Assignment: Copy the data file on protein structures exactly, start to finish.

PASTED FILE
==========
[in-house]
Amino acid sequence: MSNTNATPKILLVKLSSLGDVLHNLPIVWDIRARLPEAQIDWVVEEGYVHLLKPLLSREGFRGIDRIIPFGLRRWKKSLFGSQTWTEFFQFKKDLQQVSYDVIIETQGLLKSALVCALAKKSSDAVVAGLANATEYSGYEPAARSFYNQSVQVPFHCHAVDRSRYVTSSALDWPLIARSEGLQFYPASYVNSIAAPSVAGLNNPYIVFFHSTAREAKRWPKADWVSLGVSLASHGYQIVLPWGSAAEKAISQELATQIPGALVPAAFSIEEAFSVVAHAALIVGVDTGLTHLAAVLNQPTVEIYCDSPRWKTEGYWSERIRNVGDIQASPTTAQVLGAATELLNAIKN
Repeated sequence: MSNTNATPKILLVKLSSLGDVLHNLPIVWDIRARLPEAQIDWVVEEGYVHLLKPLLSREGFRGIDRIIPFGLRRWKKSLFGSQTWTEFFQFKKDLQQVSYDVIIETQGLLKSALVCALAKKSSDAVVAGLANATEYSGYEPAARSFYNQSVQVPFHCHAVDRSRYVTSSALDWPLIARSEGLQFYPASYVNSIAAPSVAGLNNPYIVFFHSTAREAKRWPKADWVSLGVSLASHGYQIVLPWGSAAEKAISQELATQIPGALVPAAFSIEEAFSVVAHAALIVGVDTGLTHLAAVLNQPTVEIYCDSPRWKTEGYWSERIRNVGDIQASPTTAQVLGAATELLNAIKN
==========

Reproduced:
[in-house]
Amino acid sequence: MSNTNATPKILLVKLSSLGDVLHNLPIVWDIRARLPEAQIDWVVEEGYVHLLKPLLSREGFRGIDRIIPFGLRRWKKSLFGSQTWTEFFQFKKDLQQVSYDVIIETQGLLKSALVCALAKKSSDAVVAGLANATEYSGYEPAARSFYNQSVQVPFHCHAVDRSRYVTSSALDWPLIARSEGLQFYPASYVNSIAAPSVAGLNNPYIVFFHSTAREAKRWPKADWVSLGVSLASHGYQIVLPWGSAAEKAISQELATQIPGALVPAAFSIEEAFSVVAHAALIVGVDTGLTHLAAVLNQPTVEIYCDSPRWKTEGYWSERIRNVGDIQASPTTAQVLGAATELLNAIKN
Repeated sequence: MSNTNATPKILLVKLSSLGDVLHNLPIVWDIRARLPEAQIDWVVEEGYVHLLKPLLSREGFRGIDRIIPFGLRRWKKSLFGSQTWTEFFQFKKDLQQVSYDVIIETQGLLKSALVCALAKKSSDAVVAGLANATEYSGYEPAARSFYNQSVQVPFHCHAVDRSRYVTSSALDWPLIARSEGLQFYPASYVNSIAAPSVAGLNNPYIVFFHSTAREAKRWPKADWVSLGVSLASHGYQIVLPWGSAAEKAISQELATQIPGALVPAAFSIEEAFSVVAHAALIVGVDTGLTHLAAVLNQPTVEIYCDSPRWKTEGYWSERIRNVGDIQASPTTAQVLGAATELLNAIKN